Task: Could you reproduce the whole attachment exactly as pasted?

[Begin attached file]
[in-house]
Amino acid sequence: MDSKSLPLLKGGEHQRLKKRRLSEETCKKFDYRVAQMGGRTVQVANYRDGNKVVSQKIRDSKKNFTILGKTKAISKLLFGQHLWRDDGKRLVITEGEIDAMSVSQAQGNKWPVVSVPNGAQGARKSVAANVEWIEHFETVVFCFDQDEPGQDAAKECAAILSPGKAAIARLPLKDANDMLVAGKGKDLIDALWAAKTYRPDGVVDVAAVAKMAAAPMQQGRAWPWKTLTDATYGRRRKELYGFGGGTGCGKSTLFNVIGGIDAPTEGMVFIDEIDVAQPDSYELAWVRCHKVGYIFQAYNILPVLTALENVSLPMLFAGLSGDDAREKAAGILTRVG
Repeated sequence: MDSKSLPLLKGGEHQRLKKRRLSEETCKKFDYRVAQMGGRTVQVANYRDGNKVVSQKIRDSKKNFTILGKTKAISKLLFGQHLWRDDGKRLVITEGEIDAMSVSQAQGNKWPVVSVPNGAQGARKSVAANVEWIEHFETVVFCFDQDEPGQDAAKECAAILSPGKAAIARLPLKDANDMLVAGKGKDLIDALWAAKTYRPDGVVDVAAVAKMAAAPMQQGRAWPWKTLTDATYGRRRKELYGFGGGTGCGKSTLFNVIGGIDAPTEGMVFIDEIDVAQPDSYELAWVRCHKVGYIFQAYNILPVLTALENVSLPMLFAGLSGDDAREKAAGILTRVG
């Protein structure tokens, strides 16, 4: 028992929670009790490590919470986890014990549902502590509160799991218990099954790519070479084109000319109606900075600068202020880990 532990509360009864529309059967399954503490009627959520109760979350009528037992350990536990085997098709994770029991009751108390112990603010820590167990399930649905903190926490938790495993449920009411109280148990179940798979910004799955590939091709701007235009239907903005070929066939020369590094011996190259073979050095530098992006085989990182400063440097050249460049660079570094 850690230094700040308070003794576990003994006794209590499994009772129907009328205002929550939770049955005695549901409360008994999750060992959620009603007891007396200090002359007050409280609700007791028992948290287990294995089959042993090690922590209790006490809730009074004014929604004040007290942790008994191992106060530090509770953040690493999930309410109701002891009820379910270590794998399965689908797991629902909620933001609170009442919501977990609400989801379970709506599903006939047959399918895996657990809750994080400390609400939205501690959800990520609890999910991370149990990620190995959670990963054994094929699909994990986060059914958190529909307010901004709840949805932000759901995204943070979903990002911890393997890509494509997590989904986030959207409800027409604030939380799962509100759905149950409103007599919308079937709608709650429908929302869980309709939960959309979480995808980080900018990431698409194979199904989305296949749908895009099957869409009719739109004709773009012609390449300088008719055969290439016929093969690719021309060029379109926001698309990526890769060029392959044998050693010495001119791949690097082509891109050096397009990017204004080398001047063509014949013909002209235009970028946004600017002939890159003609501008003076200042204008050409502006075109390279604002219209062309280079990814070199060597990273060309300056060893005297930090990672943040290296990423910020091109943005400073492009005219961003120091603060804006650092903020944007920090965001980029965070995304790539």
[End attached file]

[in-house]
Amino acid sequence: MDSKSLPLLKGGEHQRLKKRRLSEETCKKFDYRVAQMGGRTVQVANYRDGNKVVSQKIRDSKKNFTILGKTKAISKLLFGQHLWRDDGKRLVITEGEIDAMSVSQAQGNKWPVVSVPNGAQGARKSVAANVEWIEHFETVVFCFDQDEPGQDAAKECAAILSPGKAAIARLPLKDANDMLVAGKGKDLIDALWAAKTYRPDGVVDVAAVAKMAAAPMQQGRAWPWKTLTDATYGRRRKELYGFGGGTGCGKSTLFNVIGGIDAPTEGMVFIDEIDVAQPDSYELAWVRCHKVGYIFQAYNILPVLTALENVSLPMLFAGLSGDDAREKAAGILTRVG
Repeated sequence: MDSKSLPLLKGGEHQRLKKRRLSEETCKKFDYRVAQMGGRTVQVANYRDGNKVVSQKIRDSKKNFTILGKTKAISKLLFGQHLWRDDGKRLVITEGEIDAMSVSQAQGNKWPVVSVPNGAQGARKSVAANVEWIEHFETVVFCFDQDEPGQDAAKECAAILSPGKAAIARLPLKDANDMLVAGKGKDLIDALWAAKTYRPDGVVDVAAVAKMAAAPMQQGRAWPWKTLTDATYGRRRKELYGFGGGTGCGKSTLFNVIGGIDAPTEGMVFIDEIDVAQPDSYELAWVRCHKVGYIFQAYNILPVLTALENVSLPMLFAGLSGDDAREKAAGILTRVG
């Protein structure tokens, strides 16, 4: 028992929670009790490590919470986890014990549902502590509160799991218990099954790519070479084109000319109606900075600068202020880990 532990509360009864529309059967399954503490009627959520109760979350009528037992350990536990085997098709994770029991009751108390112990603010820590167990399930649905903190926490938790495993449920009411109280148990179940798979910004799955590939091709701007235009239907903005070929066939020369590094011996190259073979050095530098992006085989990182400063440097050249460049660079570094 850690230094700040308070003794576990003994006794209590499994009772129907009328205002929550939770049955005695549901409360008994999750060992959620009603007891007396200090002359007050409280609700007791028992948290287990294995089959042993090690922590209790006490809730009074004014929604004040007290942790008994191992106060530090509770953040690493999930309410109701002891009820379910270590794998399965689908797991629902909620933001609170009442919501977990609400989801379970709506599903006939047959399918895996657990809750994080400390609400939205501690959800990520609890999910991370149990990620190995959670990963054994094929699909994990986060059914958190529909307010901004709840949805932000759901995204943070979903990002911890393997890509494509997590989904986030959207409800027409604030939380799962509100759905149950409103007599919308079937709608709650429908929302869980309709939960959309979480995808980080900018990431698409194979199904989305296949749908895009099957869409009719739109004709773009012609390449300088008719055969290439016929093969690719021309060029379109926001698309990526890769060029392959044998050693010495001119791949690097082509891109050096397009990017204004080398001047063509014949013909002209235009970028946004600017002939890159003609501008003076200042204008050409502006075109390279604002219209062309280079990814070199060597990273060309300056060893005297930090990672943040290296990423910020091109943005400073492009005219961003120091603060804006650092903020944007920090965001980029965070995304790539």